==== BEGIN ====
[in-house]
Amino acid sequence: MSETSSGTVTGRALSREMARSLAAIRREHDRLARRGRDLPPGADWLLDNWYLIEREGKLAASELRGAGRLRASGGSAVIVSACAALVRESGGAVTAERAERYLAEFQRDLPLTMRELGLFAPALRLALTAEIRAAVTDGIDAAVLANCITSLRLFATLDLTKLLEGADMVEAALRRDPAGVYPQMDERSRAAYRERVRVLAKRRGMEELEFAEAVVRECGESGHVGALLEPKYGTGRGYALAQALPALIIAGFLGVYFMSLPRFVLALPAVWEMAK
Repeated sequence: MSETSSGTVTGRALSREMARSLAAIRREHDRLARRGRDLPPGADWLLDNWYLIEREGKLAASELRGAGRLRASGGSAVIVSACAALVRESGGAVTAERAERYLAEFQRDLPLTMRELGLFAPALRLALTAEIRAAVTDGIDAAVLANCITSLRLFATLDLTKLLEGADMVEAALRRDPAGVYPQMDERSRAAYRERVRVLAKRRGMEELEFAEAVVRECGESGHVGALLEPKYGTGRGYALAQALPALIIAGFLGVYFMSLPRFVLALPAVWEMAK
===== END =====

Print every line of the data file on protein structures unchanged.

[in-house]
Amino acid sequence: MSETSSGTVTGRALSREMARSLAAIRREHDRLARRGRDLPPGADWLLDNWYLIEREGKLAASELRGAGRLRASGGSAVIVSACAALVRESGGAVTAERAERYLAEFQRDLPLTMRELGLFAPALRLALTAEIRAAVTDGIDAAVLANCITSLRLFATLDLTKLLEGADMVEAALRRDPAGVYPQMDERSRAAYRERVRVLAKRRGMEELEFAEAVVRECGESGHVGALLEPKYGTGRGYALAQALPALIIAGFLGVYFMSLPRFVLALPAVWEMAK
Repeated sequence: MSETSSGTVTGRALSREMARSLAAIRREHDRLARRGRDLPPGADWLLDNWYLIEREGKLAASELRGAGRLRASGGSAVIVSACAALVRESGGAVTAERAERYLAEFQRDLPLTMRELGLFAPALRLALTAEIRAAVTDGIDAAVLANCITSLRLFATLDLTKLLEGADMVEAALRRDPAGVYPQMDERSRAAYRERVRVLAKRRGMEELEFAEAVVRECGESGHVGALLEPKYGTGRGYALAQALPALIIAGFLGVYFMSLPRFVLALPAVWEMAK